March 28 – Luke 23:32-43


This week we enter Holy Week, a traditional celebration of Jesus’ death and resurrection. Through the days of the week we remember the events of Jesus’ last week of ministry, his triumphal entry on Palm Sunday, his betrayal on Maundy Thursday, his death on Good Friday, and his resurrection on Easter Sunday. As different as the past two Easters have been, I would encourage you to find ways to celebrate these events with your community, either virtually or safely in person. Despite the desolate past year we’ve had, we can rejoice and remember together that Christ turns desolation into consolation.

This week’s passage, Luke 23:32-43, describes Jesus’ ignominious death. The passage is laced with insulting irony—the rulers scoff at him, the soldiers mock him, and over the head of the King of Kings hangs a laughing sign, “This is the King of the Jews.” Twice Jesus’ identity is challenged, “Let him save himself, if he is the Christ of God!”(23:35) and “Are you not the Christ?”(23:39)  Notice the striking similarity between these comments and Jesus’ temptation in the wilderness, where Satan also said, “If you are who you say you are…”(Matt. 4:3) So not only were these comments insulting, they were maybe even Jesus’ final temptation to try to avoid the torture of death on a cross; every wrong thing they urged him to do was most certainly within his power to do. Notice also, the crowds and even the first criminal all assumed Jesus’ death would be proof of his failure, unmasking him for the charlatan they assumed him to be. The unbelief is shockingly intense in this passage, but if we’re honest, our unbelief can be too.

And yet how did Jesus respond? “Father, forgive them, for they know not what they do.”(23:34) While Jesus was dying his mediatorial death he interceded for them, pleading for the Father not to hold it against them. You couldn’t get a clearer picture of the upside-down love of Jesus. While suffering under the ridicule of his enemies, his life seeping out of his body, he speaks, “Peace.” Rather than spurning corrupt criminals, he dies alongside them, seeing faith blossom in the heart of the second criminal and pronouncing a second word of forgiveness. Jesus promised him, “Today you will be with me in Paradise.” Imagine what their reunion was like.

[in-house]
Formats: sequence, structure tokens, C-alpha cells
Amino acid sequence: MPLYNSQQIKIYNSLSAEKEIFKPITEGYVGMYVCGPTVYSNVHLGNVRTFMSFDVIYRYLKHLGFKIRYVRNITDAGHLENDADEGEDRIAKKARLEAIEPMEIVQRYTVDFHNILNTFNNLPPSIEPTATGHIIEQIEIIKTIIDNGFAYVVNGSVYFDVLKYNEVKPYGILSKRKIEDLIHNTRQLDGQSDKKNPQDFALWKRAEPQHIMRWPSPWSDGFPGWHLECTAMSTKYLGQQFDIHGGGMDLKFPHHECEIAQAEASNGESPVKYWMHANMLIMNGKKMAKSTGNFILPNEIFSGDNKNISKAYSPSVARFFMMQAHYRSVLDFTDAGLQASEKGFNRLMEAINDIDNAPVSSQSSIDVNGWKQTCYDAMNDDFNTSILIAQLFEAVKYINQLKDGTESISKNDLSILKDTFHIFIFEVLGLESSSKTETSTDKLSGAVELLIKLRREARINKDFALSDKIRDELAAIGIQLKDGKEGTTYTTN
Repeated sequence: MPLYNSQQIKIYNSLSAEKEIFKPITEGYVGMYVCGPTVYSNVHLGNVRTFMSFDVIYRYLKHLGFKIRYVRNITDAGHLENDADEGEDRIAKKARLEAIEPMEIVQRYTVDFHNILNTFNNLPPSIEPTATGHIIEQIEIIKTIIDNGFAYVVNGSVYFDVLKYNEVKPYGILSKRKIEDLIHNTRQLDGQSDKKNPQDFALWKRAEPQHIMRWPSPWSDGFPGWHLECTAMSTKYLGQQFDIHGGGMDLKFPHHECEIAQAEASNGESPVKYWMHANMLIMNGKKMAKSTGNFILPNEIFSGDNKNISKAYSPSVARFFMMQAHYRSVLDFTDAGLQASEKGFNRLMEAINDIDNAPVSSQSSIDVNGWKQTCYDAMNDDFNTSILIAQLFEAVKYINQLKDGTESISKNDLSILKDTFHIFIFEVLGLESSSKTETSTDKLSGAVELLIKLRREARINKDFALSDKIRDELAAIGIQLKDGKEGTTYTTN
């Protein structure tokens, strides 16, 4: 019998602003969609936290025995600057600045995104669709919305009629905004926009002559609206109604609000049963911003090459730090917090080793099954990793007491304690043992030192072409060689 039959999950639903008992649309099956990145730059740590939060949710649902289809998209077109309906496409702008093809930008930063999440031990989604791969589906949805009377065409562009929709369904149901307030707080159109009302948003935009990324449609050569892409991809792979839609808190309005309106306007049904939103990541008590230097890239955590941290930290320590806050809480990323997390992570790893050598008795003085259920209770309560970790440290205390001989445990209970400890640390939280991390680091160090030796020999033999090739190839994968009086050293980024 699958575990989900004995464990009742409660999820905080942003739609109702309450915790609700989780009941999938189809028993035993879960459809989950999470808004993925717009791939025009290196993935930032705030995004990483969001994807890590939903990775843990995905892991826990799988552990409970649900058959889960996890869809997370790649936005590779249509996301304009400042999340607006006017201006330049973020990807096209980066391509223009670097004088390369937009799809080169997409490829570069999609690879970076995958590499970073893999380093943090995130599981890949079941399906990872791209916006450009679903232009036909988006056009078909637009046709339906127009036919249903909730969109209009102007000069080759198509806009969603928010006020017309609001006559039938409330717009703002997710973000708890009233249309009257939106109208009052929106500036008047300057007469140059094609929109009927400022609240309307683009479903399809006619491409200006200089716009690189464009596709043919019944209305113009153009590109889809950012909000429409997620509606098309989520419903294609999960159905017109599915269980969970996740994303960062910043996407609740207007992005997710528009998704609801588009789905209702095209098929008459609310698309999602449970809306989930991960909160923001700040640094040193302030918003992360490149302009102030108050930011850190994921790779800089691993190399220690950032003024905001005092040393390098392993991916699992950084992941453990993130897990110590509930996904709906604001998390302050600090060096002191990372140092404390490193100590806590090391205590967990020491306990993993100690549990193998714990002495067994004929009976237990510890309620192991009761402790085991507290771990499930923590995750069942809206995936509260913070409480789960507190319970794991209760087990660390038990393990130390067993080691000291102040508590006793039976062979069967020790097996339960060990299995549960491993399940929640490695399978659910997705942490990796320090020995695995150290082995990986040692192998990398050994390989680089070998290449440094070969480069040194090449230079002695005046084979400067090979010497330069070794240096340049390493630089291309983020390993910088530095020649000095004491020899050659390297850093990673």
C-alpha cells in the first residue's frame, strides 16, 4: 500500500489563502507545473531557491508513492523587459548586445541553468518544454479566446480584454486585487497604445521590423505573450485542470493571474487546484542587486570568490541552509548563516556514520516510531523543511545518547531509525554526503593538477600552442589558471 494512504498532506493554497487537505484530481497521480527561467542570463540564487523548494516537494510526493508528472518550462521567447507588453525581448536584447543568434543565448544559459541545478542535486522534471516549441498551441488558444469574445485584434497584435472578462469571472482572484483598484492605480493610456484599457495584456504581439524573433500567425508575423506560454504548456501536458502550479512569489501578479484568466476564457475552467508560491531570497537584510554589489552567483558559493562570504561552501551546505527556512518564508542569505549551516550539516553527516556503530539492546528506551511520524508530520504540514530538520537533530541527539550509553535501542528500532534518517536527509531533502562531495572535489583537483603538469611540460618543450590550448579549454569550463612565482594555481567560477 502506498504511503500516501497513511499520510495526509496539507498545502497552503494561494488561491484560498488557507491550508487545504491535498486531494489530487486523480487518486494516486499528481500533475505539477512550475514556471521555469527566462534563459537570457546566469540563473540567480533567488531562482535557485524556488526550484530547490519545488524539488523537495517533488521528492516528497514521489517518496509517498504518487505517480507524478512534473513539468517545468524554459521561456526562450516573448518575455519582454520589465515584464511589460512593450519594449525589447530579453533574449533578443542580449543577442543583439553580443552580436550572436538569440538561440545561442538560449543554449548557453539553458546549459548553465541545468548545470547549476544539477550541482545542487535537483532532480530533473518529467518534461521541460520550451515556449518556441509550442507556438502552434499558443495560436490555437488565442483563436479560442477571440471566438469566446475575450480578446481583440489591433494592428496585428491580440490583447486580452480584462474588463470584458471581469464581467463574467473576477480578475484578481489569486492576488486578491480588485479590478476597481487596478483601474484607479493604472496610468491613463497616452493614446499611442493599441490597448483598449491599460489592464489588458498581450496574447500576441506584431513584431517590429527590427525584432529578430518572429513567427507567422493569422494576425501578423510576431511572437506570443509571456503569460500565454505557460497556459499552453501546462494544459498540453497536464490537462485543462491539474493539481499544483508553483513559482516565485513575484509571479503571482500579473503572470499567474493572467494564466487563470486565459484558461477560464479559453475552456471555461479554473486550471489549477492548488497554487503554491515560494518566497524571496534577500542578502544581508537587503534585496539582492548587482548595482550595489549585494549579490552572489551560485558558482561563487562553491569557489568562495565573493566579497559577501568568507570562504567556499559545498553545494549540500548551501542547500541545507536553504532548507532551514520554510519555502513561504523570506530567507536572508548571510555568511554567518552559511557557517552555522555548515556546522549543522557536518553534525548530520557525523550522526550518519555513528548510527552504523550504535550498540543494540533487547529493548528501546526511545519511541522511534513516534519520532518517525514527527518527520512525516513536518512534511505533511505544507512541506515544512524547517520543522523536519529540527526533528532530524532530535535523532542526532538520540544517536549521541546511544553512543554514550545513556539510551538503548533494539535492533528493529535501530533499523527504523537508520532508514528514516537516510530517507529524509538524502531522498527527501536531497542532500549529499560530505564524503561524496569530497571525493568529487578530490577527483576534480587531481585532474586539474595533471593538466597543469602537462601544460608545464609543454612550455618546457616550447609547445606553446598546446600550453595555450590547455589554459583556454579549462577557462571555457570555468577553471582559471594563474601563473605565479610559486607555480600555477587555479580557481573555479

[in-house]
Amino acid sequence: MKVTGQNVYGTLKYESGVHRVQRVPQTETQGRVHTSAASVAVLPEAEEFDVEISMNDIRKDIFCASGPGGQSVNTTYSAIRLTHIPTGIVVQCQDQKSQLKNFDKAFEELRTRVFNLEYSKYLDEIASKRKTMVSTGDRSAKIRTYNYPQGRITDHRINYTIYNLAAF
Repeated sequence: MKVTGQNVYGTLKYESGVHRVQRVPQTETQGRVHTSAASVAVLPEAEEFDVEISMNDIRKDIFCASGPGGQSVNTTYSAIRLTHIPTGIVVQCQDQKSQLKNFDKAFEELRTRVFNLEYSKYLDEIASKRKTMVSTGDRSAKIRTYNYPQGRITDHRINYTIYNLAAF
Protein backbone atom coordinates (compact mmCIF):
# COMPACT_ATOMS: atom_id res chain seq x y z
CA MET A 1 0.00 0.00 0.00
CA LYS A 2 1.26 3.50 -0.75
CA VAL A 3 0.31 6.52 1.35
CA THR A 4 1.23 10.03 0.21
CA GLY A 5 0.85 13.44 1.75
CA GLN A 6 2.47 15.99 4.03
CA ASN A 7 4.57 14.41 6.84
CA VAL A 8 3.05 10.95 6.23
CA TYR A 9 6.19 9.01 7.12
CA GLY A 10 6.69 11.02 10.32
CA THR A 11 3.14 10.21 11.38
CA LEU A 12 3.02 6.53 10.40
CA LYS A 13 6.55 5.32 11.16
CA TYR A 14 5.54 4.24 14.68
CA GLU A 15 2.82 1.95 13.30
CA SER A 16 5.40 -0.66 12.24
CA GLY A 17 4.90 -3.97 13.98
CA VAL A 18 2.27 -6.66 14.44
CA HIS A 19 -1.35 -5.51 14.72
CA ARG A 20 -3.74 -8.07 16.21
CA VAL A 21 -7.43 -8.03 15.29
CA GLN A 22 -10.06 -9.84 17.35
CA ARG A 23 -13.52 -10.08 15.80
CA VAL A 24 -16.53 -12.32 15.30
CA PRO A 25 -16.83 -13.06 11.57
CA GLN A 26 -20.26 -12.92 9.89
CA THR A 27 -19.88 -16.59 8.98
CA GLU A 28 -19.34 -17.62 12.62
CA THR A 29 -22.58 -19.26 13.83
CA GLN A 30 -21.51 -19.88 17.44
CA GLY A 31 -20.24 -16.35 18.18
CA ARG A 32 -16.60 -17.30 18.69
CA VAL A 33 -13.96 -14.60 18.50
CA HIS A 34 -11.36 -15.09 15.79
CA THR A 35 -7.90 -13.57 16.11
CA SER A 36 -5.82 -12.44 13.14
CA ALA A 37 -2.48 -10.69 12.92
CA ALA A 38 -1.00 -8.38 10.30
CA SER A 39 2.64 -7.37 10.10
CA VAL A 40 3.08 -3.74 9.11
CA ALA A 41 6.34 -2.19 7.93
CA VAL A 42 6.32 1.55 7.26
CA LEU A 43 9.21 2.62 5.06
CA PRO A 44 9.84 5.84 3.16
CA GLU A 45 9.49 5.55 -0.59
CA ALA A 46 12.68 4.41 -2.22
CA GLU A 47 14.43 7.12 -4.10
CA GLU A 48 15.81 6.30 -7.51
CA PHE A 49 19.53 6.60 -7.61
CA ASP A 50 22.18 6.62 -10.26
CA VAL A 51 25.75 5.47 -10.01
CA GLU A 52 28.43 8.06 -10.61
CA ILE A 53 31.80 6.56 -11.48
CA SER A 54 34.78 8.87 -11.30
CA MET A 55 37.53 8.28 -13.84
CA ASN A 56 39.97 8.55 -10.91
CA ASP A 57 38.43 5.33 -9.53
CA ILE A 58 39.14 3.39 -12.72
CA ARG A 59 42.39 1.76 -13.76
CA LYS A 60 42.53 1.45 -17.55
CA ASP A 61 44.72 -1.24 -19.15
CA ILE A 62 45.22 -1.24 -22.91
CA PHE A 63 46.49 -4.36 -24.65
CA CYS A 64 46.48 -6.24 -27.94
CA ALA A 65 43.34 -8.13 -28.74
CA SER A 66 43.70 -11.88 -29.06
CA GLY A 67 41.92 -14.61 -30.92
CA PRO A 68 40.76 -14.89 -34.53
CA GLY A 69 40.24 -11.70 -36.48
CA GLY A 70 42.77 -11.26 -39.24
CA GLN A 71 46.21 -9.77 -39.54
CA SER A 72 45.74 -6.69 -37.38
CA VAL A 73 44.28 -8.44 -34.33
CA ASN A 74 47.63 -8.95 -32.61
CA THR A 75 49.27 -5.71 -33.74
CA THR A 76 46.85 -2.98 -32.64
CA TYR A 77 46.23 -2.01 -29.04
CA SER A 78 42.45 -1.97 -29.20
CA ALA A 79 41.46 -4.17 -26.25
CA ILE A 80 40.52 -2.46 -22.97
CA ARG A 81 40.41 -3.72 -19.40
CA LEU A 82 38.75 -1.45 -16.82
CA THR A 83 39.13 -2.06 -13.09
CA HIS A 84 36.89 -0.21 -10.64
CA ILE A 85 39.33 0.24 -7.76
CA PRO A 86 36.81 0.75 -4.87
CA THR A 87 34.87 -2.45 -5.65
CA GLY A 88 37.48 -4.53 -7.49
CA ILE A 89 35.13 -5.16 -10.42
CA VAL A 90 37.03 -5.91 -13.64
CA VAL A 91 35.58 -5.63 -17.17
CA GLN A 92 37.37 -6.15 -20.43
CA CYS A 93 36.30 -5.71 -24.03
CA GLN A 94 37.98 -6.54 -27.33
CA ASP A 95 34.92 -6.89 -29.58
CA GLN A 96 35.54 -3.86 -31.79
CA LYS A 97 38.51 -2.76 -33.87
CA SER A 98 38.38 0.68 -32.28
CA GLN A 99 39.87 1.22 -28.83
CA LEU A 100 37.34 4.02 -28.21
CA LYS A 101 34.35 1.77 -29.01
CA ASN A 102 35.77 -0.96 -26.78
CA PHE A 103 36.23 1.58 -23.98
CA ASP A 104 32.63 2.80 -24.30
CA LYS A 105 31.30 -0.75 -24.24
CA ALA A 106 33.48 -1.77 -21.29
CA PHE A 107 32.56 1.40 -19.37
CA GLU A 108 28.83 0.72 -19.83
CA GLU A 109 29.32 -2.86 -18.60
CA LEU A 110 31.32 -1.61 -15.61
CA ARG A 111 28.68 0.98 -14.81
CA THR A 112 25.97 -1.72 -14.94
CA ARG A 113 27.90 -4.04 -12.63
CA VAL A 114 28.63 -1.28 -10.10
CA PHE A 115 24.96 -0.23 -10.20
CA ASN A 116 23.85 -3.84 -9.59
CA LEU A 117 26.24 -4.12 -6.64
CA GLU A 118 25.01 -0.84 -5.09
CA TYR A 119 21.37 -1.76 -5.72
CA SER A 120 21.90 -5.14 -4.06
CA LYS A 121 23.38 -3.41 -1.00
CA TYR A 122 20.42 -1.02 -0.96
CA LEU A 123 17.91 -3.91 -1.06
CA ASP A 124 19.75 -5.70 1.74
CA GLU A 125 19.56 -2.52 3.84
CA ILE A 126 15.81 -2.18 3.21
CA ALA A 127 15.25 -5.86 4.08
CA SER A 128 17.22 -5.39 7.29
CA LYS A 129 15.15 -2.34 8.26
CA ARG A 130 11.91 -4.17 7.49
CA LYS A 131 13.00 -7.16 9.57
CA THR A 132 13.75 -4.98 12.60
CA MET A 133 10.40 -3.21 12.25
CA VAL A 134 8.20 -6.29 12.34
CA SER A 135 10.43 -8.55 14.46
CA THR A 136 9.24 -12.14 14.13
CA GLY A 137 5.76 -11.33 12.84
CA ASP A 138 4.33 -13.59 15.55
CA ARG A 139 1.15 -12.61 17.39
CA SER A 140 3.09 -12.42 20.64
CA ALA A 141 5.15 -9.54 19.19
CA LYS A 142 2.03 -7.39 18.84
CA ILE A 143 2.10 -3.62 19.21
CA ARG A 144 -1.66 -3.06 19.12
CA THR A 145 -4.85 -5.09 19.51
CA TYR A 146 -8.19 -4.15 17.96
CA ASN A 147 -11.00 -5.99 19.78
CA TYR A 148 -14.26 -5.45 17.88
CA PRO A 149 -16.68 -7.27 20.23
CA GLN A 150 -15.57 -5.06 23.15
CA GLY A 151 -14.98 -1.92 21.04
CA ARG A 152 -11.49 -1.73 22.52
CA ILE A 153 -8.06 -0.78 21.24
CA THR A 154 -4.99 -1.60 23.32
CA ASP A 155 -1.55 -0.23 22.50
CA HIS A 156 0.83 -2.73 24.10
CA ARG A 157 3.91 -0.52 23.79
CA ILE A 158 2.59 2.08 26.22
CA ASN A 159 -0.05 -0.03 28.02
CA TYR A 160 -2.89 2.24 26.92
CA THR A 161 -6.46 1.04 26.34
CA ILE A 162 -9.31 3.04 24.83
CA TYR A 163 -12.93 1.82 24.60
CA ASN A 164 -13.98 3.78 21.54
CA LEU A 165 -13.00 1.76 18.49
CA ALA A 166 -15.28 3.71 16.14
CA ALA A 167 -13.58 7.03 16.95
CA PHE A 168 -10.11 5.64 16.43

Thinking back to our Job series, in Jesus’ death we find really the only way we can make sense of suffering in a hope-filled way. Outside the saving death of Jesus we can’t have any real expectation that God would make sense of our shared suffering. Redemption of that cosmic caliber is only available through the Son. Looking ahead to Easter Sunday, we’ll see that Jesus’ death can help us as we learn to relate with the suffering we experience in our earthly lives, knowing we have an eternal, unshakeable inheritance in Jesus.

Questions for Discussion

• Would someone read Luke 23:32-43 for us?

• What stood out to you in this passage?

• What are the different reactions to Jesus in this passage?

• What do you think is significant about Jesus dying alongside criminals?

• How do you personally connect with this passage?

• Thinking back to our Job series, how does this passage help us understand suffering?

• This Easter, how does this passage provide you with good news?